Shade The V-ray alsurface material is a great and easy-to-use shader for skin. Always take scale into account when rendering with SSS shaders. In this case the frog is 18cm high. This is not its real size, but this is okay for helping to control the SSS effect. You can always balance the effect with the scale factor. Next, plug in the diffuse map, normal bump and finally add the curvature map into the roughness and sss1 colour texture. Don’t forget to increase the SSS mix, otherwise you won’t get the SSS effect. Tip: for contrasting maps, the curves of the output mode in each map are really useful. The V-ray displacement modifier has a better control than the displacement map. Deactivate any filter blur on the map that is set as a default option. Plug a Vrayhdri map with the 32-bit EXR displacement map you got from Zbrush. The Texmap min should be -1 and 1 but you can play with values a bit.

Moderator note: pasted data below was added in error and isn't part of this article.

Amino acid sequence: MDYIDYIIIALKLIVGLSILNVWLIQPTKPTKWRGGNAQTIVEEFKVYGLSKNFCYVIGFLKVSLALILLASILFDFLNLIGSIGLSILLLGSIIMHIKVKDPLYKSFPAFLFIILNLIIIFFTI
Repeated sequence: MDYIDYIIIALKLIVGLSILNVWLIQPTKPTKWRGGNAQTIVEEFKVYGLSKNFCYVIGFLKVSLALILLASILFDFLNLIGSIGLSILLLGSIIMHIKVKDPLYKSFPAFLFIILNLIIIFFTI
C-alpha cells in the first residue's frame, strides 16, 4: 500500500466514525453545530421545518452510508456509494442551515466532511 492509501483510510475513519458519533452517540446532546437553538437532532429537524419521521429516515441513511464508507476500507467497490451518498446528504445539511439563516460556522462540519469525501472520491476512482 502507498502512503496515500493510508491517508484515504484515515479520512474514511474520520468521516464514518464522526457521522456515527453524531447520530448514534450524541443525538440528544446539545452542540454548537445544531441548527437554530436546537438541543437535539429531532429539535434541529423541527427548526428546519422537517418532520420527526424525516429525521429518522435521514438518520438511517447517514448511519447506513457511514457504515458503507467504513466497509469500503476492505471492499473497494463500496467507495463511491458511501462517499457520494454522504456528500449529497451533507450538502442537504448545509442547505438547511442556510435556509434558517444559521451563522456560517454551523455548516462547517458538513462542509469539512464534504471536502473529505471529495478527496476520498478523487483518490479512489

Render I recommend to start simple, placing lights with no materials and move progressively step by step to displacement, bumps map, SSS shaders and the more time-consuming stuff. The recent V-ray interactive rendering is handy for playing with light intensities and positions. The scene is composed of three lights and a HDR light to provide interesting reflections. The main light is a big top area light. A back area light illuminates the right of the frog with high intensity, giving a lot of contrast on the back and highlighting the sculpt. A rim area light enhances the silhouette and makes our character look more interesting, and pop out of the background.
Finally, I add finishing touches in Photoshop, adding a skin layer in soft light mode